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Re: Re: new milestone build for Renjin - R for the JVM

Subject: Re: Re: new milestone build for Renjin - R for the JVM
Date: Mon, 16 May 2011 15:29:03 -0700
/*
 * Along those lines I'm interested in the best way to implement
call-by-need
 * thunks on the JVM. A too-simplistic Java base class might look like
 */
abstract class Thunk1<T> {
private T memo = null;
private boolean evaluated = false;
public final T compute() {
if (!evaluated) {
memo = compute();
evaluated = true;
}
return memo;
}
abstract T innerCompute();
}
/*
 * A thunk that lazily computes sqrt(1000) would look like
 *
 * new Thunk<Float> {
 *
 * @override public Float innerCompute() { return sqrt(1000); } }
 *
 * If you don't need nulls then you can get rid of the boolean and use memo
 * == null to indicate that it hasn't been computed.
 *
 * The problem with that simplistic approach is that the compute method will
 * hold on to a lot of structure that is no longer needed once the thunk has
 * been evaluated. A better approach looks more like
 */
public interface Thunk2<T> {
T compute();
}
public static <T> Thunk2<T> memoize2(final Thunk2<T> unmemoized) {
return new Thunk2<T>() {
private T memo = null;
private Thunk2<T> inner = unmemoized;
@Override
public T compute() {
if (inner != null) {
memo = inner.compute();
inner = null;
}
return memo;
}
};
}
/*
 * To create a call-by-need thunk that computes sqrt(1000)
 *
 * memoize1(new Thunk<Float>() {
 *
 * @override public Float compute() { return sqrt(1000); } }
 *
 * That approach would need to be extended a bit if you want it to handle
 * exceptions - e.g. instead of just a memo field, add an exception field as
 * well and wrap the inner evaluation with a try/catch.
 *
 * An alternative memoizer uses a self-replacing thunk (that's what GHC
 * uses). It replaces the conditional with an extra level of indirection.
 * I've never benchmarked to know if self-replacing thunks work well on the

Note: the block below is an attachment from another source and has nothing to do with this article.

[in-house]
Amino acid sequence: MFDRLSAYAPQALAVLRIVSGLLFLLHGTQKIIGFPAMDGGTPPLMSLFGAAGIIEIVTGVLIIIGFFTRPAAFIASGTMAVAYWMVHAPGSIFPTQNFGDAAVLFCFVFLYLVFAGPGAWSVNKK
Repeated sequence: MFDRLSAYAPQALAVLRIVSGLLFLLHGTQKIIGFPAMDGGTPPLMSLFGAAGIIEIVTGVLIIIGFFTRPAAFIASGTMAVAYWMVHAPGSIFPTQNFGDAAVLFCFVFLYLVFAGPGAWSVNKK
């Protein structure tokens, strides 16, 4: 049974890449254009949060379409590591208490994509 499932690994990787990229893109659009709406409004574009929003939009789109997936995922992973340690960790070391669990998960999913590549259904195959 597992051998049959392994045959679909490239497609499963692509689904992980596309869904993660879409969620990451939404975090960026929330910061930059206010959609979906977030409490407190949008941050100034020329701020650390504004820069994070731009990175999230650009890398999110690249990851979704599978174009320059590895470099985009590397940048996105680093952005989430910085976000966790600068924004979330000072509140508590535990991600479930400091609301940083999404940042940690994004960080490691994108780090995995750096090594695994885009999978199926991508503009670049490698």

* JVM. In Java it might look like
 */
public class MemoizedThunk<T> implements Thunk2<T> {
private T memo;
public MemoizedThunk(T memo) {
this.memo = memo;
}
@Override
public T compute() {
return memo;
}
}
public static <T> Thunk2<T> memoize3(final Thunk2<T> unmemoized) {
return new Thunk2<T>() {
Thunk2<T> inner = new Thunk2<T>() {
@Override
public T compute() {
final T memo = unmemoized.compute();
inner = new MemoizedThunk<T>(memo);
return memo;
}
};
@Override
public T compute() {
return inner.compute();
}
};
}
/*
 * Again, exceptions might need to be added if they are part of your
language.
 *
 * One wrinkle with all of these options is that they don't play well with
 * Thunks that move between threads. For that you may need to add some
 * concurrency protection.
 *
 * Has anybody played with these or other alternatives here?
 */
On Fri, May 13, 2011 at 8:46 AM, Alexander Bertram 
<[email protected]>wrote:
>
> Hi Rémi,
>
> Thanks for taking a look!
>
> I see now that you're right about the example with runif(). To be
> honest, I have more questions about compilation then running code at
> this point. I'm reading Modern Compiler Implementation by Appel and
> have started building the IRFactory, but R's lazy-non-pure-call-by-
> need-semantics-with-higher -order-functions are a bit dizzying for a
> compiler-novice like myself.
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